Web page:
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Green Beer, Part 2

Packaging and Materials
Features October 21, 2004      
Written by jercraigs

Toronto, CANADA -

No matter what style of beer a brewery produces, or how much they
produce in a year, every brewery has to figure out how to deliver the
beer to those thirsty customers, and eager Ratebeerians. Brewpubs can
avoid the issue of packaging altogether by serving product directly
from the bright beer tank, but most breweries distribute their product
in one of three packaging formats: kegs, bottles, or cans. Less
frequently used packaging alternatives include ’growlers’ (refillable
jugs often used by brewpubs) and PET plastic bottles. Packaging
choices have a significant environmental impact, but are sometimes
based on marketing goals rather than environmental or economic

Of the three formats, draft beer requires the least packaging
materials per serving of beer. Changes to kegging processes, such as
reusing caustic cleaning solutions or installing a heat recovery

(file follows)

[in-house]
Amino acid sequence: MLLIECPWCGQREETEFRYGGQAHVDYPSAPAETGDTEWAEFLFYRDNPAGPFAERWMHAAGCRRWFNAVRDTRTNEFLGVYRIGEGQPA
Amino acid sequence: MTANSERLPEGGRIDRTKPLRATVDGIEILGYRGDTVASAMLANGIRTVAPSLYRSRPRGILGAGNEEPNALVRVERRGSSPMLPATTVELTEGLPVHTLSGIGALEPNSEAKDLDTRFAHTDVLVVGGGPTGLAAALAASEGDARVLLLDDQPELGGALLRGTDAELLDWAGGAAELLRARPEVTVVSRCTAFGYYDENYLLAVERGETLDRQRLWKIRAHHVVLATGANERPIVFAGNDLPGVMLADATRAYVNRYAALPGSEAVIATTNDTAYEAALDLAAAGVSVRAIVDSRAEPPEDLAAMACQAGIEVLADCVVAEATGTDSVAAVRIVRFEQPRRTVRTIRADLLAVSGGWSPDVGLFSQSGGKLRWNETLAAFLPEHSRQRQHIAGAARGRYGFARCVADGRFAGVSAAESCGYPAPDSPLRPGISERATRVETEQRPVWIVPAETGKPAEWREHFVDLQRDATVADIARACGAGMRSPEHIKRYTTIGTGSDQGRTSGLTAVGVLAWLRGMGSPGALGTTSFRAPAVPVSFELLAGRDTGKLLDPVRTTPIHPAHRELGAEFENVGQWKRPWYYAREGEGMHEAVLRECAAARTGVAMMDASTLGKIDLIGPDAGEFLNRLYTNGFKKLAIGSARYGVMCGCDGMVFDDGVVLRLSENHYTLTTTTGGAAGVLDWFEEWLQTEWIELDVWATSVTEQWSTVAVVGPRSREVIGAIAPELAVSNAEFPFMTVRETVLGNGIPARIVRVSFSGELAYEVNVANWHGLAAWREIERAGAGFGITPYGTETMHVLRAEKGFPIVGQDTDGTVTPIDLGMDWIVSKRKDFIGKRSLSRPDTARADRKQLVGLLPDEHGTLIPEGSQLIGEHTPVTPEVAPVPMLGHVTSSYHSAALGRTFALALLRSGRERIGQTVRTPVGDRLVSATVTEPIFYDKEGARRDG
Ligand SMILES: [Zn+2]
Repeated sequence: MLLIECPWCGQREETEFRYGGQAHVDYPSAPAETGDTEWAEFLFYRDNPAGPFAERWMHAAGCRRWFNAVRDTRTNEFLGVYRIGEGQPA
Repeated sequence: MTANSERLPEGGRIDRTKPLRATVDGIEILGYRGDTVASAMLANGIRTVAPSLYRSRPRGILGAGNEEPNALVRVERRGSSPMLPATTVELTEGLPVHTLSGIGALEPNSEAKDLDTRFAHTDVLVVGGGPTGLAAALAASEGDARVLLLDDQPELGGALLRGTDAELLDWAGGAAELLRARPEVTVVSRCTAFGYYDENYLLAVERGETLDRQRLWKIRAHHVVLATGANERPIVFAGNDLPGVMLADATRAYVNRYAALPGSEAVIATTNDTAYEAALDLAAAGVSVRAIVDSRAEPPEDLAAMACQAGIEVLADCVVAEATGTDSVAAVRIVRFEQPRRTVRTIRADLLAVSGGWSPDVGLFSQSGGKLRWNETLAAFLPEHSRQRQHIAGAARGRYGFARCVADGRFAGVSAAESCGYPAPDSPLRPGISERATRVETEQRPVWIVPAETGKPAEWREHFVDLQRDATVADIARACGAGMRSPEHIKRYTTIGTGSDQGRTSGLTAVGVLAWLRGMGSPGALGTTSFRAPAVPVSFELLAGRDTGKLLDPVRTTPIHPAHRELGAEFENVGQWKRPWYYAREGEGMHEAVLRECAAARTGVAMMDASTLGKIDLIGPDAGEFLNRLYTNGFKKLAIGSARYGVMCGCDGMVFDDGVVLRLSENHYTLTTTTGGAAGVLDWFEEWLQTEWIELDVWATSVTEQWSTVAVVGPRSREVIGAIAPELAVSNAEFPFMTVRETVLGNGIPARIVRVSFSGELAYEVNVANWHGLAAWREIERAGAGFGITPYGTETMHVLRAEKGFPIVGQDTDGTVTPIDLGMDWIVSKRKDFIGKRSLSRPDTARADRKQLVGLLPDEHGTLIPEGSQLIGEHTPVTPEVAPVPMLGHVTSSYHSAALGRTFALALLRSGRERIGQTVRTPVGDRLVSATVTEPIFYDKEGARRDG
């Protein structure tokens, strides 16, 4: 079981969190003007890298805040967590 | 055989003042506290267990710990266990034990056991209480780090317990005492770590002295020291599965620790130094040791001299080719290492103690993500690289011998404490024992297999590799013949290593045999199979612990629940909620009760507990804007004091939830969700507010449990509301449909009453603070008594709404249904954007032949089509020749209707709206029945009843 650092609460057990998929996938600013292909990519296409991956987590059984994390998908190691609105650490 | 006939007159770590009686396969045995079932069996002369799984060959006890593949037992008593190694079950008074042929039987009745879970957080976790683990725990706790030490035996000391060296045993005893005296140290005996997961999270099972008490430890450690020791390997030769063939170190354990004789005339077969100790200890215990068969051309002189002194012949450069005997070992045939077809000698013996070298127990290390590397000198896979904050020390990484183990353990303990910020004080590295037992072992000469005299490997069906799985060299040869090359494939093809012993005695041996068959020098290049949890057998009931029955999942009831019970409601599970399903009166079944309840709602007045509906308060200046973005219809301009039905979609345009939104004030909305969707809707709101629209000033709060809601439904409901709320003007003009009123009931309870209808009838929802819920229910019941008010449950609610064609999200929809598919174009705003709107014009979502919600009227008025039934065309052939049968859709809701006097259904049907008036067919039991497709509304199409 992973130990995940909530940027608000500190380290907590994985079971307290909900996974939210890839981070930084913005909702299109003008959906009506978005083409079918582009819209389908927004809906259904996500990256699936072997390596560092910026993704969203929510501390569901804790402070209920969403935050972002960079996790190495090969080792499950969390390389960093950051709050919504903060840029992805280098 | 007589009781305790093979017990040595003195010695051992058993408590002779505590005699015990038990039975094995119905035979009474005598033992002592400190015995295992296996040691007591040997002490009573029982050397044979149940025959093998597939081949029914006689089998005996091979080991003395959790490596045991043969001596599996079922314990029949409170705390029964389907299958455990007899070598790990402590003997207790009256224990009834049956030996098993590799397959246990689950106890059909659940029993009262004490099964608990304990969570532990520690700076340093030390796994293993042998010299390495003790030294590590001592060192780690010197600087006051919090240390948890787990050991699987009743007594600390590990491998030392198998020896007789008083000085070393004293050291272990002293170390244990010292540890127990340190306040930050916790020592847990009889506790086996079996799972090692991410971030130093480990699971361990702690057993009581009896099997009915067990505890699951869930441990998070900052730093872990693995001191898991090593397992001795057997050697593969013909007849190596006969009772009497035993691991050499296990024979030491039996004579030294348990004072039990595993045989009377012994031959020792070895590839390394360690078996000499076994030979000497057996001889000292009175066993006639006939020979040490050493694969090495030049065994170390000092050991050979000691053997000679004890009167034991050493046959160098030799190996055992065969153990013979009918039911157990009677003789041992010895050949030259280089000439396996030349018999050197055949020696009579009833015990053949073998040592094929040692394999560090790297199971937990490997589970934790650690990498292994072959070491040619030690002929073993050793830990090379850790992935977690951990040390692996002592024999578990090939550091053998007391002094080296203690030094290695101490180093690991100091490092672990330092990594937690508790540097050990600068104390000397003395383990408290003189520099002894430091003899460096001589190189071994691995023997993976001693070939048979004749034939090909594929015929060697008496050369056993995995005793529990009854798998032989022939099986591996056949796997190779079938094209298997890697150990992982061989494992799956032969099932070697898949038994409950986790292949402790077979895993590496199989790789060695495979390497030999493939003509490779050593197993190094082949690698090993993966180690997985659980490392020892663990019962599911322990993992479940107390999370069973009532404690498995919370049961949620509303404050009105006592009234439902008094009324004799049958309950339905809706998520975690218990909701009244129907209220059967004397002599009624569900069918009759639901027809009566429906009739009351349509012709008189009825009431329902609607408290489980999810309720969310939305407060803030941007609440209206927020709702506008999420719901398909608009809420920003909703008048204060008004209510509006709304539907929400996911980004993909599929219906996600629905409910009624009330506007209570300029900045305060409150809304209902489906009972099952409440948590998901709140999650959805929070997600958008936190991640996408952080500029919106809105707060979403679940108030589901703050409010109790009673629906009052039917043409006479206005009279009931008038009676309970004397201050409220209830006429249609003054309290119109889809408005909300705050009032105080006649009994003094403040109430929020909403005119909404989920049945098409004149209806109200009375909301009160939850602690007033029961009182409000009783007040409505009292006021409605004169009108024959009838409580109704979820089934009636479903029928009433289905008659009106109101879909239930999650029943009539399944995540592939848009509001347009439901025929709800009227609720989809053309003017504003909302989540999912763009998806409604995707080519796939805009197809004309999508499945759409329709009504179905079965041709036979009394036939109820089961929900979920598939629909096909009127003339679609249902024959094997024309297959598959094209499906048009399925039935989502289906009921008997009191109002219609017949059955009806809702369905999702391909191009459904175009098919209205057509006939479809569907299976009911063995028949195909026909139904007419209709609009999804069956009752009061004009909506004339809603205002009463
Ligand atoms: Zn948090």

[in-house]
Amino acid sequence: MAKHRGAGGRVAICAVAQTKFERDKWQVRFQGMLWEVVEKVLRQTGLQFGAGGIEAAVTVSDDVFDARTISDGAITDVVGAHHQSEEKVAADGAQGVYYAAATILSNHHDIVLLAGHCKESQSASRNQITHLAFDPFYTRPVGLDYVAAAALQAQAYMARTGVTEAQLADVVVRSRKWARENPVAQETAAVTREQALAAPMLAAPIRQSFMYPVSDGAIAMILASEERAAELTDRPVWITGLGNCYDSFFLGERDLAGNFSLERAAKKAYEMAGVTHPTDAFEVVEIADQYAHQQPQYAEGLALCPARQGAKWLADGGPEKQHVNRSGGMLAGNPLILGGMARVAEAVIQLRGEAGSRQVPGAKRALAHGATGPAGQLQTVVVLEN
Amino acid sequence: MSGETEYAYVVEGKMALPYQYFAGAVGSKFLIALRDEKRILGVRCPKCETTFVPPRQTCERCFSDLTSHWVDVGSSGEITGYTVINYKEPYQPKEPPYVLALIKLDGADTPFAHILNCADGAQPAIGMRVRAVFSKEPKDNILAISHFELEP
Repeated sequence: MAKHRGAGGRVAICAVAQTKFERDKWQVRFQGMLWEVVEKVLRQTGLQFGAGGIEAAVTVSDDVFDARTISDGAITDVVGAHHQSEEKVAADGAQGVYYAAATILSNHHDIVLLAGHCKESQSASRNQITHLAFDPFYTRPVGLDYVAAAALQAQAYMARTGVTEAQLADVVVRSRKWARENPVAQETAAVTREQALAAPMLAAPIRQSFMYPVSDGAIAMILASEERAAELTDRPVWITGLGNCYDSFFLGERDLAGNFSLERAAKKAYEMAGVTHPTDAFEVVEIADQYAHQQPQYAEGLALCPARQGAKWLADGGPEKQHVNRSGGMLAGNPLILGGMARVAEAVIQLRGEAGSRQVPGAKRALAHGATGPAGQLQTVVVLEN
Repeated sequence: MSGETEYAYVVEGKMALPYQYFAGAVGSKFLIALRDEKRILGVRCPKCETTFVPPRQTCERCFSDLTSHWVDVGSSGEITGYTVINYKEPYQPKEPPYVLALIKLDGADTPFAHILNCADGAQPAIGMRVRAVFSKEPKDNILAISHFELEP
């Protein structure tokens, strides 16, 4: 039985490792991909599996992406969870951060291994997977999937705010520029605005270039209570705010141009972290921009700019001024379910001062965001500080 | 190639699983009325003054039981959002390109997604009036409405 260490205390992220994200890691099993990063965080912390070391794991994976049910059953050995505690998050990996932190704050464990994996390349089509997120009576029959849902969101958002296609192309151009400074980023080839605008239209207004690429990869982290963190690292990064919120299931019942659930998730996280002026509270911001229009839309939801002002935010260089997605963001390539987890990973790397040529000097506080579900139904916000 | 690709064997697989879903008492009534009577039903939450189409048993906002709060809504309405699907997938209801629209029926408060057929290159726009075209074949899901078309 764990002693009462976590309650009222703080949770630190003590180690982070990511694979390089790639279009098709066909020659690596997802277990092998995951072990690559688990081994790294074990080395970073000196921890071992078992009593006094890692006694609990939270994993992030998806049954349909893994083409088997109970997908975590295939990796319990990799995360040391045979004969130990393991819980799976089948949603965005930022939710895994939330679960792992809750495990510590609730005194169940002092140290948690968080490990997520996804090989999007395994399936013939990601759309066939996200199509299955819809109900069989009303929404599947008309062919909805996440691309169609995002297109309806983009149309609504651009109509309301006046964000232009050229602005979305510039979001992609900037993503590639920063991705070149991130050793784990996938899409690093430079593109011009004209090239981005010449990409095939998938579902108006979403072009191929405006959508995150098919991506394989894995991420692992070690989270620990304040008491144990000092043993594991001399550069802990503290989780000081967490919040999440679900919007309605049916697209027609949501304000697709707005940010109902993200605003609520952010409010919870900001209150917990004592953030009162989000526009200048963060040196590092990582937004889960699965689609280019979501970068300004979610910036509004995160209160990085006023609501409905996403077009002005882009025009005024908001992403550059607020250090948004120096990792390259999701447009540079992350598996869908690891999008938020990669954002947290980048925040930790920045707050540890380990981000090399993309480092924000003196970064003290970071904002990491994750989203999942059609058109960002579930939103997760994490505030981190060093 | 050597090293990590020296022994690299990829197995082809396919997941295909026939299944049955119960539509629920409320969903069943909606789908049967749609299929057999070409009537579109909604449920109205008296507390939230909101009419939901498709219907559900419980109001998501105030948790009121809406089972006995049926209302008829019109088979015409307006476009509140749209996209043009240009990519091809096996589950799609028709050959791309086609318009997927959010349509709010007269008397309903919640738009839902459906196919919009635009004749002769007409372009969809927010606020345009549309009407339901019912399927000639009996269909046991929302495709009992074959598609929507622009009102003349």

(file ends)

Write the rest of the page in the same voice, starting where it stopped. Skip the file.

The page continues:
system to the keg washer can yield significant water and energy
savings. Similar efficiency improvements can also be made to the
bottling line. Properly insulated bottle washers, pasteurizers and
piping use less energy, and also reduce the use of heating and cooling
systems in the packaging area. Many people feel that pasteurization
negatively affects the flavor of the beer, and choosing not to use
heat pasteurizing also results in an energy savings on the bottling
line. Optimizing washing and rinsing cycles saves on water and
chemical use. Ensuring that conveyors do not run without load saves
electricity as well as reducing use of lubricants and wear and tear on
the machines.


The one-way glass beer bottles often used in the US weigh dramatically